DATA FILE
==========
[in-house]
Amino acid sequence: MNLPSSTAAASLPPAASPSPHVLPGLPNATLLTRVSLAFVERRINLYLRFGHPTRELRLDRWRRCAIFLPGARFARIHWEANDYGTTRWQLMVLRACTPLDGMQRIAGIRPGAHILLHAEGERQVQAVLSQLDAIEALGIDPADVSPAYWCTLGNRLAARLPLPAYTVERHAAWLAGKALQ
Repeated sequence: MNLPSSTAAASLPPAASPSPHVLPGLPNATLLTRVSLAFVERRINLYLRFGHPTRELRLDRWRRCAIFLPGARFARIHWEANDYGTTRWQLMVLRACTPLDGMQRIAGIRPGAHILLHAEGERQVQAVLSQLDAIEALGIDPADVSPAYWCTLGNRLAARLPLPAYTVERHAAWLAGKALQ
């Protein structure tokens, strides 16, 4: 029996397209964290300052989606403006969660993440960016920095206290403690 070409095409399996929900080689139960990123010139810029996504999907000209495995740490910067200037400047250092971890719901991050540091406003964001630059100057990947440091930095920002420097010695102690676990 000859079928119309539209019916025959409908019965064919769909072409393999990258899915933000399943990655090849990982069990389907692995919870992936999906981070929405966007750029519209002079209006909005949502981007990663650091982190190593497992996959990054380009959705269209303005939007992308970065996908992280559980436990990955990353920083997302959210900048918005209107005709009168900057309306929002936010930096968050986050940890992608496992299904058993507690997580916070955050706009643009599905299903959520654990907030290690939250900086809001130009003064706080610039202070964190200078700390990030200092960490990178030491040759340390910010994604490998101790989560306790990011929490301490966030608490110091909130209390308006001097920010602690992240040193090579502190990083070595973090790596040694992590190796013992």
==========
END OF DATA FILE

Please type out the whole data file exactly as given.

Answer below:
[in-house]
Amino acid sequence: MNLPSSTAAASLPPAASPSPHVLPGLPNATLLTRVSLAFVERRINLYLRFGHPTRELRLDRWRRCAIFLPGARFARIHWEANDYGTTRWQLMVLRACTPLDGMQRIAGIRPGAHILLHAEGERQVQAVLSQLDAIEALGIDPADVSPAYWCTLGNRLAARLPLPAYTVERHAAWLAGKALQ
Repeated sequence: MNLPSSTAAASLPPAASPSPHVLPGLPNATLLTRVSLAFVERRINLYLRFGHPTRELRLDRWRRCAIFLPGARFARIHWEANDYGTTRWQLMVLRACTPLDGMQRIAGIRPGAHILLHAEGERQVQAVLSQLDAIEALGIDPADVSPAYWCTLGNRLAARLPLPAYTVERHAAWLAGKALQ
């Protein structure tokens, strides 16, 4: 029996397209964290300052989606403006969660993440960016920095206290403690 070409095409399996929900080689139960990123010139810029996504999907000209495995740490910067200037400047250092971890719901991050540091406003964001630059100057990947440091930095920002420097010695102690676990 000859079928119309539209019916025959409908019965064919769909072409393999990258899915933000399943990655090849990982069990389907692995919870992936999906981070929405966007750029519209002079209006909005949502981007990663650091982190190593497992996959990054380009959705269209303005939007992308970065996908992280559980436990990955990353920083997302959210900048918005209107005709009168900057309306929002936010930096968050986050940890992608496992299904058993507690997580916070955050706009643009599905299903959520654990907030290690939250900086809001130009003064706080610039202070964190200078700390990030200092960490990178030491040759340390910010994604490998101790989560306790990011929490301490966030608490110091909130209390308006001097920010602690992240040193090579502190990083070595973090790596040694992590190796013992």